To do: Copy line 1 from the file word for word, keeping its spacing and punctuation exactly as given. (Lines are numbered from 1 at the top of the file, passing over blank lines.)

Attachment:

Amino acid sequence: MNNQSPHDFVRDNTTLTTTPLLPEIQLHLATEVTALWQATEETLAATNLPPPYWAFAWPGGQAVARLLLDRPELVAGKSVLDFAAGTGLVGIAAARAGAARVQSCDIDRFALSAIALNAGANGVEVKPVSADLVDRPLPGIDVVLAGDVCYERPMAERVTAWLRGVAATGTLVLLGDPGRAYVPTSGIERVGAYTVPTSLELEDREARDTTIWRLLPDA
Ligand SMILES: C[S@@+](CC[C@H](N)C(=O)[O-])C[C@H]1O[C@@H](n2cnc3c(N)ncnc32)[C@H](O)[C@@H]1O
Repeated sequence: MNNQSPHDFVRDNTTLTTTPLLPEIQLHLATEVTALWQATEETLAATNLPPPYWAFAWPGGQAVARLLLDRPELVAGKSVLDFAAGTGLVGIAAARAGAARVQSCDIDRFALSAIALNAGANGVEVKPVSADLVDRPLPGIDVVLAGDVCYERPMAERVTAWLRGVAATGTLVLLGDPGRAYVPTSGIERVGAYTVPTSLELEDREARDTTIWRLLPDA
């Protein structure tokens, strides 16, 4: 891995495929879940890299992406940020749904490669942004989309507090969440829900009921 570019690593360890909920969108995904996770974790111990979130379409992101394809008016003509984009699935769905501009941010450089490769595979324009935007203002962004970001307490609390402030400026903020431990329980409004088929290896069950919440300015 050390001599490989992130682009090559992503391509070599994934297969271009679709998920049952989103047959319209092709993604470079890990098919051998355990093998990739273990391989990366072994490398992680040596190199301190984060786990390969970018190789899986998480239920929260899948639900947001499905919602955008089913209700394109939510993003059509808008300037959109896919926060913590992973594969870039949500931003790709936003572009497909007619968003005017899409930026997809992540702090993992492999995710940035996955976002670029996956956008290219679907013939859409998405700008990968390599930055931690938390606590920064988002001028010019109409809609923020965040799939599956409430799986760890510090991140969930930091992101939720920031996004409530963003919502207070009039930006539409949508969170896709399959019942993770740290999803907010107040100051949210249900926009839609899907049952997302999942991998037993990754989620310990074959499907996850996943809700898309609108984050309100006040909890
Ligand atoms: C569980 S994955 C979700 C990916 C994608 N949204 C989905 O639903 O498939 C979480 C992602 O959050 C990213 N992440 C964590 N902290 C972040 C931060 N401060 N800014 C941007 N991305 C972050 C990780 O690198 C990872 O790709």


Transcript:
Amino acid sequence: MNNQSPHDFVRDNTTLTTTPLLPEIQLHLATEVTALWQATEETLAATNLPPPYWAFAWPGGQAVARLLLDRPELVAGKSVLDFAAGTGLVGIAAARAGAARVQSCDIDRFALSAIALNAGANGVEVKPVSADLVDRPLPGIDVVLAGDVCYERPMAERVTAWLRGVAATGTLVLLGDPGRAYVPTSGIERVGAYTVPTSLELEDREARDTTIWRLLPDA